Dust swirled up into the air as dirt shot out the back of a machine on Eureka Avenue in Lodi on Friday.
The sound of grinding screeched through the morning air as men shouted directions to one another.
A white mammoth of a truck pulled along the sidewalk on Eureka Avenue, crunching through old road to savor the taste of street momentarily before spewing it out the back of a long, rectangular contraption.
The dirt look pummeled and well-chewed. The machine scooted along, continuing to devour what once was a street where children rode bikes and cars drove to and fro.
The machine, called a cold milling machine, was grinding asphalt to help dig a trench along what was once a paved street.
A cold milling machine, also known as an asphalt grinder, crushes up old road to make way for new asphalt. The old road is recycled and used elsewhere.
According to project manager Jake Creger, the grinder's regurgitated bits of road and rock are being taken to the Lodi Grape Festival Grounds for a future project.
The grinder cuts about 4 inches of road out of the roadway that is being worked on, so that 4 new inches of asphalt can be put in.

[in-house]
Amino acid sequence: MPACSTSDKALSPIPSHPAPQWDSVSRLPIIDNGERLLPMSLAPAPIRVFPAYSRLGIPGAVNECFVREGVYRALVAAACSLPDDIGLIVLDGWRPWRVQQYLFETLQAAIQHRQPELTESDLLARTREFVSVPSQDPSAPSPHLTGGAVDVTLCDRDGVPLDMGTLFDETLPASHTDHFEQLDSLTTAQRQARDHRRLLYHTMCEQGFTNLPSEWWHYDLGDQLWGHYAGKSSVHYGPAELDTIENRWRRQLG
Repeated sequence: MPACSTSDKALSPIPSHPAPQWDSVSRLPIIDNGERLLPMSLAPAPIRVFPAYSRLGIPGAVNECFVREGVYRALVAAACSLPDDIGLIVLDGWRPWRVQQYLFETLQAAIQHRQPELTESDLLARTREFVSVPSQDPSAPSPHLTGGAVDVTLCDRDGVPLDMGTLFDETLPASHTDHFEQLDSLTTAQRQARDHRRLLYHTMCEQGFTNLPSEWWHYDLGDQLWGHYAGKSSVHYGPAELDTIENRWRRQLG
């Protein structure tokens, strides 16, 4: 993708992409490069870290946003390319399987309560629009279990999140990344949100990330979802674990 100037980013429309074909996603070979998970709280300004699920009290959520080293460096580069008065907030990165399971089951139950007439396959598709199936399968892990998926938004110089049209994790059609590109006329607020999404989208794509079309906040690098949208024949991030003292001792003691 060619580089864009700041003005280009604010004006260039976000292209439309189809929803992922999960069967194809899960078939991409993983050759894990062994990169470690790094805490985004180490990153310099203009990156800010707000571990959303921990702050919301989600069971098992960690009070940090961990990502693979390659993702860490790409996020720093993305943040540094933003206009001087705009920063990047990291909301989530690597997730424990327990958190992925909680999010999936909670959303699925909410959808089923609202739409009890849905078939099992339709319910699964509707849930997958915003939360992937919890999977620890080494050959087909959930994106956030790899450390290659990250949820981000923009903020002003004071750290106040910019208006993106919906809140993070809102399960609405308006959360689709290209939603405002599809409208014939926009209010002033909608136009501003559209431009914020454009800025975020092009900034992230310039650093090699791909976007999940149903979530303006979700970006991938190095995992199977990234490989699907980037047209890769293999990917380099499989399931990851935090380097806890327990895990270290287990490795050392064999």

In total, a typical day sees roughly 5,000 feet of road opened up, Creger added.
The machines, which cost anywhere from $5,000 to $6,000 a day to rent, can "do a lot" when they are at the peak of closing up road with new covering.
The machines are only used after the water mains are tested to make sure they run through clean water to houses, Creger said.
During the water main laying project, the machines will be used about 12 to 16 times to make sure road that was opened to lay the work for water mains is successfully closed up with new asphalt.
The project, which is part of the city's ongoing efforts to install water meters throughout Lodi, continues in the through the summer, and according to project manager Jake Creger, his teams are ahead of schedule.
Laying down water mains began back in early April, and while it is scheduled to end around the beginning of November, Creger said. He and his crews from Teichert Construction hope to get things done a little sooner.
"We actually hope to have all the water mains done by the end of August," he said.
Contact reporter Katie Nelson at firstname.lastname@example.org.